The Computer Maintenance Flash Drive
Thursday, December 10, 2009; 12:19 AM
In Applications on a Flash Drive, I mentioned that I keep a flash drive with portable diagnostic tools I use for fixing friends' and relatives' PCs. Andy Ludlum asked what programs I keep on that flash drive.
I'm glad you asked. It gave me an excuse to update some of these programs and look for better alternatives.
All the programs here are portable--meaning you don't have to install them to run them. They're also all free for personal use, but not necessarily for professional use. If you're charging people for your computer repair services, check the license for each program you use and see if you have to pay for it.
Make sure you download the portable version of Piriform's Registry cleaner and repair tool. Aside from finding and deleting broken items in the Windows Registry, it cleans out bits of Internet Explorer that can compromise your privacy (such as the cache and cookies), deletes chkdsk file fragments, manages restore points, and does an assortment of other tasks.
Windows' own program uninstaller does nothing except launch the uninstall routine that came with the program you no longer want, and those uninstall routines are notoriously sloppy. This freebie is much smarter--it also removes what the program's uninstall routine left behind. But Revo has an important limitation: It can't uninstall 64-bit applications. Again, make sure you download the portable version. From the VS Revo Group.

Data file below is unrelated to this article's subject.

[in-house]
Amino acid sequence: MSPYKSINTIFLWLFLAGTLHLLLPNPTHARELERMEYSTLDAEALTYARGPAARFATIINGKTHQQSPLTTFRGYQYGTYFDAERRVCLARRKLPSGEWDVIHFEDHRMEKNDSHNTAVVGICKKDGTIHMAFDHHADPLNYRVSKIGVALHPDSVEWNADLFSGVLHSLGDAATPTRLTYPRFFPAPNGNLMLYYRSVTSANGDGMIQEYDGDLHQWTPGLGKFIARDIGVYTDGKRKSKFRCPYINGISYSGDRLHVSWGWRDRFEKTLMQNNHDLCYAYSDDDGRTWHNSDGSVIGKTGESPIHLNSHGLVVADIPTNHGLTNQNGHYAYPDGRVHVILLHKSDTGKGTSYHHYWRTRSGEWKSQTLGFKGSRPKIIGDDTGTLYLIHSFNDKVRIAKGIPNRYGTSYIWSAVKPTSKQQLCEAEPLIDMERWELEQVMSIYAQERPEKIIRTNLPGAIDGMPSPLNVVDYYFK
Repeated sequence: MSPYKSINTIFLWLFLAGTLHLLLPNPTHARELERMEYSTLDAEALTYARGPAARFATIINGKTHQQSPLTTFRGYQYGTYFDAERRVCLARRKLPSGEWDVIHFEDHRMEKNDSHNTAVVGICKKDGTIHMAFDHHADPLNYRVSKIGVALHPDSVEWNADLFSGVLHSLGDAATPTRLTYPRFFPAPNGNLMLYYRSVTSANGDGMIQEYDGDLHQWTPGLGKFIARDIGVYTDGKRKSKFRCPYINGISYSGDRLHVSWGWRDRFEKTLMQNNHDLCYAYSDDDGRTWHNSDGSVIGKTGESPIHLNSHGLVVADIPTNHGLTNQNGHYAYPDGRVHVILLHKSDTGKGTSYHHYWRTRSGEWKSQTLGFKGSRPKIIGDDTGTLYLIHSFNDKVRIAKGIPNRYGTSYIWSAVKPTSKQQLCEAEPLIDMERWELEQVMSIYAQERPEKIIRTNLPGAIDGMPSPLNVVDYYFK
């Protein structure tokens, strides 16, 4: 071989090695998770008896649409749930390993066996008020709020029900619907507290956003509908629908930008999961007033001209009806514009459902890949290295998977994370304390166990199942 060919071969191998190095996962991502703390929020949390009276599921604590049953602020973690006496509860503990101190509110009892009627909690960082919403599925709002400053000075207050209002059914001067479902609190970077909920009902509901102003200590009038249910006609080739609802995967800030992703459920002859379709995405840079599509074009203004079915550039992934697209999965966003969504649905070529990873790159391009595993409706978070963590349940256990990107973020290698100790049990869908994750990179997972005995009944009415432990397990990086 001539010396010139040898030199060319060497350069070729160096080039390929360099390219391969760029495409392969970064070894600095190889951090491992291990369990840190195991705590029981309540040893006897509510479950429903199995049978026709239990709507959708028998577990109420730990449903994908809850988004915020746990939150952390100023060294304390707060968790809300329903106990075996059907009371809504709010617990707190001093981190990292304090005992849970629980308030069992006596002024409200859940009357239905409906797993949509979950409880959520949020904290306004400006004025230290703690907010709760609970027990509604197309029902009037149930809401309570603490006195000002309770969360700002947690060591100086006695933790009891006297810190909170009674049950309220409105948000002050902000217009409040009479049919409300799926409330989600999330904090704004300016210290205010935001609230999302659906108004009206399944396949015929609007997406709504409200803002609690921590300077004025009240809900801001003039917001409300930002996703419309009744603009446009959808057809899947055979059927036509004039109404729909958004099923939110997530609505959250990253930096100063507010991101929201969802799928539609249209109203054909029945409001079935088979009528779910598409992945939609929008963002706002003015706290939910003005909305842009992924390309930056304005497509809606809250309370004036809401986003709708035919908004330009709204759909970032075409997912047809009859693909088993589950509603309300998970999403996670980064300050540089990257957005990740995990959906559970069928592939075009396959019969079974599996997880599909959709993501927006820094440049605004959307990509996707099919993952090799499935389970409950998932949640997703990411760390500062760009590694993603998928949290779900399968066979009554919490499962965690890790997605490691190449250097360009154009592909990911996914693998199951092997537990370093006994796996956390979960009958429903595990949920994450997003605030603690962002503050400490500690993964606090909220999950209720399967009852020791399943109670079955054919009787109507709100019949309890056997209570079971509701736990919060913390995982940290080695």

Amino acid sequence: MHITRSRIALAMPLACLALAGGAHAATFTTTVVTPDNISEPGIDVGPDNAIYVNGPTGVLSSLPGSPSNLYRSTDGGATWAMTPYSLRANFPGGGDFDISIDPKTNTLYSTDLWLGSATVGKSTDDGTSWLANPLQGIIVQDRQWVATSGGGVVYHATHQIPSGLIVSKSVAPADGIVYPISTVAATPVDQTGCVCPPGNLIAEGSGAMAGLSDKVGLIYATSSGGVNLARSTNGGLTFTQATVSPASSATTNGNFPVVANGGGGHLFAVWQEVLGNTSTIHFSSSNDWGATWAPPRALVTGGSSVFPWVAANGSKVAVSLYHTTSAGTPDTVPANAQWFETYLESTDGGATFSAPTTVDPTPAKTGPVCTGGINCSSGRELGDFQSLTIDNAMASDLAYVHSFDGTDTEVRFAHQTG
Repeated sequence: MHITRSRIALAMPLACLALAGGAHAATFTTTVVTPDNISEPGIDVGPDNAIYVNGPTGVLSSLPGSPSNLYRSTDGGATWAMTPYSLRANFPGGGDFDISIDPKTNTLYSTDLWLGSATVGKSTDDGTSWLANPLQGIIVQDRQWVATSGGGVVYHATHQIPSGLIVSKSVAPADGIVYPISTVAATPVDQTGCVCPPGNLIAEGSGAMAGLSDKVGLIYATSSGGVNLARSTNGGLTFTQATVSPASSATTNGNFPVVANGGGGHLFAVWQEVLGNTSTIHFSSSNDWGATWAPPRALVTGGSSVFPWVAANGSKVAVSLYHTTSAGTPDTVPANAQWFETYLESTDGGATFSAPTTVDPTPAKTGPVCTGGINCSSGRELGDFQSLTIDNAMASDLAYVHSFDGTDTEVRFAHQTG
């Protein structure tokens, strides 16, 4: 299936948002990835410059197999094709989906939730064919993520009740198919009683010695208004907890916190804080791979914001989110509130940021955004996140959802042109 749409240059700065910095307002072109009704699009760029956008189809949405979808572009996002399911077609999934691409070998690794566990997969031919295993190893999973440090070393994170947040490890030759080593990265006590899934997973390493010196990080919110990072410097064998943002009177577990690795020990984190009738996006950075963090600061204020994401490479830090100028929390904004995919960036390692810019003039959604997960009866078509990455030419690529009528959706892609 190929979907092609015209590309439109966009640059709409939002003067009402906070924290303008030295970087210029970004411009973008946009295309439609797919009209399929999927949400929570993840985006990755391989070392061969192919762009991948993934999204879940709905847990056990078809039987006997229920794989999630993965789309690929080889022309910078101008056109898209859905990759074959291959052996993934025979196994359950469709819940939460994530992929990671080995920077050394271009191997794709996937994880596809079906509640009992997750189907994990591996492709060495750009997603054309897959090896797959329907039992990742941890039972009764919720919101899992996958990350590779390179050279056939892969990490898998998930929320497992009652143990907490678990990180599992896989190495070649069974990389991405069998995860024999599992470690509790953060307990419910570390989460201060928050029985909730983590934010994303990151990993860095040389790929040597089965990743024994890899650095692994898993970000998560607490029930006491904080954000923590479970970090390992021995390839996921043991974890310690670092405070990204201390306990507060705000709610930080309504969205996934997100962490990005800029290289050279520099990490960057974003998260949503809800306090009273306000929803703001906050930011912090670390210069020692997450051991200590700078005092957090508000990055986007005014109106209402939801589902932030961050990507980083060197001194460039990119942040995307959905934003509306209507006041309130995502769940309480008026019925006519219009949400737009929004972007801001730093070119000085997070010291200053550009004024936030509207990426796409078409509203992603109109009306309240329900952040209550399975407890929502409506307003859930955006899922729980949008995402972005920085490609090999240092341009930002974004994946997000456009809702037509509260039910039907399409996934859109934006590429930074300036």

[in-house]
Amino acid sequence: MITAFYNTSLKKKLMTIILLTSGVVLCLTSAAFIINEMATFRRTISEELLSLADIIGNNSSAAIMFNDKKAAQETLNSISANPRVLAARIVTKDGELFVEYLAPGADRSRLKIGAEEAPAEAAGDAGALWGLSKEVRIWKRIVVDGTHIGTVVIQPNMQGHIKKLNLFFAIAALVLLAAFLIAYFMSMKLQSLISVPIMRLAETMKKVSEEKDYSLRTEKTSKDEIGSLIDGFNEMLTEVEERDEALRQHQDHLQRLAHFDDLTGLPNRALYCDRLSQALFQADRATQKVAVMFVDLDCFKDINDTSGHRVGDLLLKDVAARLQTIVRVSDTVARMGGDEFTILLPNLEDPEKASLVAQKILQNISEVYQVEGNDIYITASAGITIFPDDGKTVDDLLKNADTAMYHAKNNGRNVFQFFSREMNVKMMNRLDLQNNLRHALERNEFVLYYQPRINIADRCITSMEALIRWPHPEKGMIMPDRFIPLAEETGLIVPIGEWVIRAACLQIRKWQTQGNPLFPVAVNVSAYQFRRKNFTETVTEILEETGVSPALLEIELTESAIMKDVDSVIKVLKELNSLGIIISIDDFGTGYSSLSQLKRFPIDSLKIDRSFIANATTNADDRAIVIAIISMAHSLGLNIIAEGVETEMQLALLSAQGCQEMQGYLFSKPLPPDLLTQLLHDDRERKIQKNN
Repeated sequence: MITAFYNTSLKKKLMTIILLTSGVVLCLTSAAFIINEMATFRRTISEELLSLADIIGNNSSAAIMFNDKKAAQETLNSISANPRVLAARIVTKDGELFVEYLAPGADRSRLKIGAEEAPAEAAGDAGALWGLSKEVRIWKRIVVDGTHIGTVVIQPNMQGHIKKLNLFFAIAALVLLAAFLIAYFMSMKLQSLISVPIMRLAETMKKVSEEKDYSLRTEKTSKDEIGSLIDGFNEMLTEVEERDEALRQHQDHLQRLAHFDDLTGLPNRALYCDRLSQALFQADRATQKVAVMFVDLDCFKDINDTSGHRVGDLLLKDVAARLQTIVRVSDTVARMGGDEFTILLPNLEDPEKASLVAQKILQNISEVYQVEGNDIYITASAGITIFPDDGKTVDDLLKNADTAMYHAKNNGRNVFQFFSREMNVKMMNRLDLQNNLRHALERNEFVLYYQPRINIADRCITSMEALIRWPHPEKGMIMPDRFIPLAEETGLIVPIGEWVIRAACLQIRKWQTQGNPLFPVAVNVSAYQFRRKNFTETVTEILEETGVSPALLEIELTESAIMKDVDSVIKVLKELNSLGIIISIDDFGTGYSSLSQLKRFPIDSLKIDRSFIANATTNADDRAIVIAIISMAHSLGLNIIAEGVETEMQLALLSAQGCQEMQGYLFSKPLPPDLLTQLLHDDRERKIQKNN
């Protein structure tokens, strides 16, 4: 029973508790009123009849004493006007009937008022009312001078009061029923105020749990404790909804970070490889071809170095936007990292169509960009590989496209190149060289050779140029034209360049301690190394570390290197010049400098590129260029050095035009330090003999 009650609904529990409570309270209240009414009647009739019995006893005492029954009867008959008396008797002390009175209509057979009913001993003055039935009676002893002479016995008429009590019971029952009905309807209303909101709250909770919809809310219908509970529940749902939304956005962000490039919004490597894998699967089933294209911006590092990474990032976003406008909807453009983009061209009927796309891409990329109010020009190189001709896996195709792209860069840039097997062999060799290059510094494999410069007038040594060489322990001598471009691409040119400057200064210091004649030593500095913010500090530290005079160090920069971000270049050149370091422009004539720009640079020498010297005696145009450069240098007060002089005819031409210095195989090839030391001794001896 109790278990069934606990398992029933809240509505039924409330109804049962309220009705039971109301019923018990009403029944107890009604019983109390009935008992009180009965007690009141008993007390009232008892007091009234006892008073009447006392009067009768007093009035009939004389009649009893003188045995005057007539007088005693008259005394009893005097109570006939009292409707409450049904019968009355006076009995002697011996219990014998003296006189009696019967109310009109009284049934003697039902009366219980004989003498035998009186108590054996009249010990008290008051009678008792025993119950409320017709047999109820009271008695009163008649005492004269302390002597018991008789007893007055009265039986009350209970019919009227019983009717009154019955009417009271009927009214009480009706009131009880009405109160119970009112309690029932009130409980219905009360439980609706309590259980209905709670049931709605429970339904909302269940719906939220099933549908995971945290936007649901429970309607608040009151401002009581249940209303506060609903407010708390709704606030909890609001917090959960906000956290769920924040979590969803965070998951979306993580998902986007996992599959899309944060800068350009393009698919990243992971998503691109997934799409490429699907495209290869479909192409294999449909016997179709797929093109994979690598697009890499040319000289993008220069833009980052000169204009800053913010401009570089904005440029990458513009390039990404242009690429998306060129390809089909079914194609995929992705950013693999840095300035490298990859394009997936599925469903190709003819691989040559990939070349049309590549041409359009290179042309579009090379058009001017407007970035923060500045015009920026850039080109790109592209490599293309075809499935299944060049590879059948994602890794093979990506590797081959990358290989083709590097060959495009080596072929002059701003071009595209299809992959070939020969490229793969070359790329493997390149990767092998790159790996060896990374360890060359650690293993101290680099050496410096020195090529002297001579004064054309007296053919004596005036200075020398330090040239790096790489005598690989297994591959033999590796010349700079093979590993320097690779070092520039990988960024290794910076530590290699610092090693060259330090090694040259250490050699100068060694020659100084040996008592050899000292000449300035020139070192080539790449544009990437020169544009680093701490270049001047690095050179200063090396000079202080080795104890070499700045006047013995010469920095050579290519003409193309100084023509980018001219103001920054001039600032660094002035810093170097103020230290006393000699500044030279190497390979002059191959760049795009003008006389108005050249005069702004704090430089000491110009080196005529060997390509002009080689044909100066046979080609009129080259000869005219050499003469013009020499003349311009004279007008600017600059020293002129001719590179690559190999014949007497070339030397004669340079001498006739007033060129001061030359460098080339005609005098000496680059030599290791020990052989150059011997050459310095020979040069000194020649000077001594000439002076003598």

This free collection of tools from ToniArts overlaps CCleaner in many ways, but it's clearly the better choice for one particular chore: emptying an overloaded hard drive. The Space Usage tool scans your hard drive (or a selected folder) and gives you a breakdown and a pie chart of how much space each folder is taking up. You can drill down to see the size of a folder's subfolders.
I've been waiting years for a free, portable version of one of my favorite malware scanners, and it appeared just as I was preparing to write this. Oddly, it comes in the form of an MS-DOS program (with a .com extension). Launch it, and it loads the familiar Windows interface (and yes, it works in 64-bit environments). It's updated every day or so, so if you download the latest version just before running it, you'll get something reasonably up-to-date.
This malware fighter from TrendMicro doesn't actually fix anything, but it produces a very thorough, and for most people, thoroughly unreadable report. Click here for a list of online forums where you can upload your report and likely get a helpful answer.
Undeleters should be portable, since installing a program lowers the chances that you'll successfully recover that lost file. My current favorite free file recovery program comes from Piriform, the folks who make CCleaner. Make sure you download the portable version.